Ukraine Needs Missile Defense
This past week almost every major Ukrainian city was hit by dozens of Russian missile strikes—on the order of Vladimir Putin. The missile launches were targeted to destroy critical civilian energy infrastructure as winter approaches, but also to terrorize the Ukrainian population at large.
The day of these attacks the Washington Post ran an editorial calling on the West to provide the Ukrainians with more effective, US or European-design air defense systems. I spent some time recently with the Ukrainian air and missile defense forces and most of the world has no idea as to the limited technology and capabilities of the systems the Ukrainians are currently working with.
The senior officers of the air defense command I spoke with were immeasurably grateful for the flow of military aid that Ukraine has been provided. Said one: “Having these modern weapons are a long-term necessity and will be essential to maintaining Ukraine’s security in the aftermath of this war. But, in the meantime there is a more urgent dilemma in that we have to shoot down Russian missiles and combat aircraft every day—not three or four years from now.”
Ukraine’s air defense units are largely 1990s/early 2000s-era surface-to-air missile batteries originally made in Russia; most are a generation (or more) behind the state-of-the-art. Which means that the Russians themselves know the limitations of these systems and how they can be exploited.
Russia’s launches of cruise missiles from Tupolev Tu-22M3 Backfire bombers loitering out of range over Belarus air space (and from other platforms) are planned so that they “flood the zone” of Ukrainian air defense. The Ukrainians are faced with more targets than they have the available assets to shoot at.
Monday’s barrage is a case in point. In addition to the 83 missiles fired, the Russians also employed around two dozen of the Iranian-made HESA Shahed-136 (designated Geran-2 in Russian service) “suicide” drones. Despite these numbers Ukraine’s air defense units still managed to bring down an estimated 43 of missiles and an unspecified number of the drones.
In order to save civilian lives and protect Ukrainian infrastructure and the Ukrainian economy, they need more air defense help.
The U.S.-Norwegian NASAMS systems that are now being delivered to Ukraine are extremely capable and welcome additions to Ukraine’s arsenal. But they are also only capable of engaging at restricted range, what the air defense community calls SHORAD, or “Short Range Air Defense.” This is of limited utility against a wave of missile strikes such as those seen in Kyiv and other cities this week. SHORAD is the air defense equivalent of “don’t fire until you see the whites of their eyes,” which can be too late in some circumstances.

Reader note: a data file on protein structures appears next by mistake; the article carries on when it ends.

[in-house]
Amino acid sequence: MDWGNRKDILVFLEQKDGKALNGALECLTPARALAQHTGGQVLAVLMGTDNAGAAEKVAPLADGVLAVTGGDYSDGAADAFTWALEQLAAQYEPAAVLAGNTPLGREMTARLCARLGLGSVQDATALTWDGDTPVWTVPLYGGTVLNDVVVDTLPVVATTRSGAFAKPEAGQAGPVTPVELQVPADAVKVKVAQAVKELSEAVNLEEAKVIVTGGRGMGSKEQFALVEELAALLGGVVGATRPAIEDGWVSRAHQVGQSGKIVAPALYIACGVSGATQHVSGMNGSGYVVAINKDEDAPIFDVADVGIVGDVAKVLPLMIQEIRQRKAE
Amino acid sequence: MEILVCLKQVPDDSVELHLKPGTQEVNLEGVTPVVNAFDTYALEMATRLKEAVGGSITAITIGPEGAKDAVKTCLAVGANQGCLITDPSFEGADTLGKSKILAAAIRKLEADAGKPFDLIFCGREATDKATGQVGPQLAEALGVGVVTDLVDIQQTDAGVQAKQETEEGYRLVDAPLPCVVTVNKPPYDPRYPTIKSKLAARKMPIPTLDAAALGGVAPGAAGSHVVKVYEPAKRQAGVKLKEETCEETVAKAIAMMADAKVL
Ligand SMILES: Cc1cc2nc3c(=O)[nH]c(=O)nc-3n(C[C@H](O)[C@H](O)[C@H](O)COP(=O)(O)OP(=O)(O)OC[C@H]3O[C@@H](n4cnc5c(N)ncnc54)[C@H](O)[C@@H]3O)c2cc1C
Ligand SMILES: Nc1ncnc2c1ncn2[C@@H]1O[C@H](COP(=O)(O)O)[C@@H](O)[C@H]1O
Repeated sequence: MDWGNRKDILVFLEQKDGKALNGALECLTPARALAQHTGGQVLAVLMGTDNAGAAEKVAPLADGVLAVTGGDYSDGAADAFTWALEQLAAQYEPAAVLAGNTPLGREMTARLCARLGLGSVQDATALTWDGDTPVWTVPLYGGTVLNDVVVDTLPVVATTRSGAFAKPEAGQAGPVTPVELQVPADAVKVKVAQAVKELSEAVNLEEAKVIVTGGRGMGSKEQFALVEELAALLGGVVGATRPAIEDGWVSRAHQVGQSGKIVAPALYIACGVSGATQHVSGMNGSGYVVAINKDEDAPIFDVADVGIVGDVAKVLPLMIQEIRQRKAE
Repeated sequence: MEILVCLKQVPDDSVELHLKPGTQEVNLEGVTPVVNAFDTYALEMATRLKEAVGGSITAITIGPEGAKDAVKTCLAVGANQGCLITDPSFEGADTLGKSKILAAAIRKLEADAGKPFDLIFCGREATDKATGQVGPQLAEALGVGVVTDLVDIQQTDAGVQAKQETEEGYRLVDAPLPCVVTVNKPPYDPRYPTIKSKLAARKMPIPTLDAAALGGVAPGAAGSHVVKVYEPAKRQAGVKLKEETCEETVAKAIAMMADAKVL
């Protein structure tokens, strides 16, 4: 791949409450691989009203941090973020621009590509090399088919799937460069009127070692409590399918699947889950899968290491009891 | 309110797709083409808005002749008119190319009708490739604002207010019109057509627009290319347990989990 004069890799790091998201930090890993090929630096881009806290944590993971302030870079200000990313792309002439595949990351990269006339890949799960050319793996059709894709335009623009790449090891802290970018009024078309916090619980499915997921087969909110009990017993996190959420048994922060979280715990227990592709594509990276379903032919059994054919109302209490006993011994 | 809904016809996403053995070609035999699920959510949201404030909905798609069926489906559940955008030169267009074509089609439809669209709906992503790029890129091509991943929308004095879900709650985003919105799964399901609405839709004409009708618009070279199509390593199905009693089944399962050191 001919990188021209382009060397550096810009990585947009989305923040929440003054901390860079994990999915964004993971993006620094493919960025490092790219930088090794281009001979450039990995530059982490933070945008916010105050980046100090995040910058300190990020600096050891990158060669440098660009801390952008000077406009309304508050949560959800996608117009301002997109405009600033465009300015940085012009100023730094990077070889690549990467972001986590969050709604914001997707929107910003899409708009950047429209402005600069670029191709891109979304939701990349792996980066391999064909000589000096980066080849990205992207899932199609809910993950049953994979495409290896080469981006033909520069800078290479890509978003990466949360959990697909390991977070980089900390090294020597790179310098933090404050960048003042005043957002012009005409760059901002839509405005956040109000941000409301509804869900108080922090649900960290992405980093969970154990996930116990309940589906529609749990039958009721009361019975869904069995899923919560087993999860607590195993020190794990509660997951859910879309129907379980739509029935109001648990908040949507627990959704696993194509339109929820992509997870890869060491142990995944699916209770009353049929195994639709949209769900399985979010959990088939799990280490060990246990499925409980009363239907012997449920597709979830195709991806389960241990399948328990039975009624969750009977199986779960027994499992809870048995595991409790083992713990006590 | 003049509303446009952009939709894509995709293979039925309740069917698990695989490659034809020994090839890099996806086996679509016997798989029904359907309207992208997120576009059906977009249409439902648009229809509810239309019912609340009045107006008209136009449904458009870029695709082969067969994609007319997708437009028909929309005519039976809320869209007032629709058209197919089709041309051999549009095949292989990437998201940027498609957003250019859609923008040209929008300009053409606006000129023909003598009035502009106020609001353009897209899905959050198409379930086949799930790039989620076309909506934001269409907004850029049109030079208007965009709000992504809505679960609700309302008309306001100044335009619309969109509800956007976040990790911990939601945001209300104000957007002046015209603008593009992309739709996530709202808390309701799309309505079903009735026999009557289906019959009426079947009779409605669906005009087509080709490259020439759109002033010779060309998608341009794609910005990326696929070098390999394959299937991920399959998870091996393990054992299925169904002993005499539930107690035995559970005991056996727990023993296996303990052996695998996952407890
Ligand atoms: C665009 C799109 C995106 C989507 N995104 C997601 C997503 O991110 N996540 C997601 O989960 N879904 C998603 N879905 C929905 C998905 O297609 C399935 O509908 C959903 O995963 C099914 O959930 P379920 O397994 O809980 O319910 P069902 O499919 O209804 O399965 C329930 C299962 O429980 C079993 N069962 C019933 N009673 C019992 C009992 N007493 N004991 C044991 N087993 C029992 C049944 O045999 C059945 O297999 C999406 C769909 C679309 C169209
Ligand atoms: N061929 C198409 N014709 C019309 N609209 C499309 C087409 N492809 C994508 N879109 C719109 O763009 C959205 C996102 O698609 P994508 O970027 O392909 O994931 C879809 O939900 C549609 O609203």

In order for the Ukrainian air defense forces to have adequate capability to defend the country they need several batteries of the U.S.-made Raytheon Patriot missile system. This weapon first gained fame in 1991 during Operation Desert Storm against Soviet-made Scud missiles. Its design has been modernized and produced in successively more capable and longer-ranged versions ever since. It is even effective against ballistic missiles such as the Russian-made Iskander system that is already deployed in the region. (The NASAMS are not effective against ballistics.)
The challenge is that deploying a Patriot system is not a just-add-water proposition. Patriots take years to build and deliver and extensive time to train in their operation. Ukraine needs better and more capable longer-range air capability now.
One of LBJ’s favorite lines about the futility of half-hearted measures was, “You cannot fertilize a field by farting through the fence.”
One option for getting long-range missile defense in place on a short timeframe would be for NATO member nations already operating Patriot batteries to deploy them to Ukraine.
It would be a big step. But there are precedents for it. In 2013, America, Germany, and the Netherlands all deployed Patriot batteries along the Turkish-Syrian border to protect against incoming airstrikes. Since all three nations operate some model of the U.S.-made system, they were able to datalink and share targeting coordinates with one another in the event of an attack on Turkey. More than 20 years before that, during the Desert Storm conflict, Patriot batteries were deployed by the U.S. to Israel and operated cooperatively in response to Iraqi Scud strikes.
Deploying Patriots to Ukraine would be more complicated than either of those other cases because it would mean basing NATO-nation personnel on Ukrainian territory. Moscow would treat this as an escalation. They might use it as pretext for an escalation of their own and, as Putin never tires of reminding us, Russia is a nuclear state.
Or at least, Russia is nuclear. It’s not clear that it’s really a “state” right now. The Putin regime is one that resembles a social club of ex-KGB officers and mobsters more than a legitimate government. It has been engaged in increasingly erratic behavior that is both self-destructive and destructive to the wider world. As the mass graves and torture chambers discovered across formerly-occupied Ukraine make clear, Russia is also guilty of committing an ongoing campaign of war crimes. After Monday’s strikes, Ukraine President Volodymyr Zelensky observed, quite reasonably, “We are dealing with terrorists.”
This assessment seems incontrovertibly true. Particularly so when viewing the Russian missile strikes this past week. Russia sent missiles not against legitimate military targets, but against civilian and economic targets. This is terrorism. Plain and simple.
Putting Patriot systems on the ground to protect Ukrainian civilians from terrorist acts would only concern Vladimir Putin if Russia was committing terrorism.
Let him explain to the world why protecting innocent civilians from his war crimes is an “escalation.”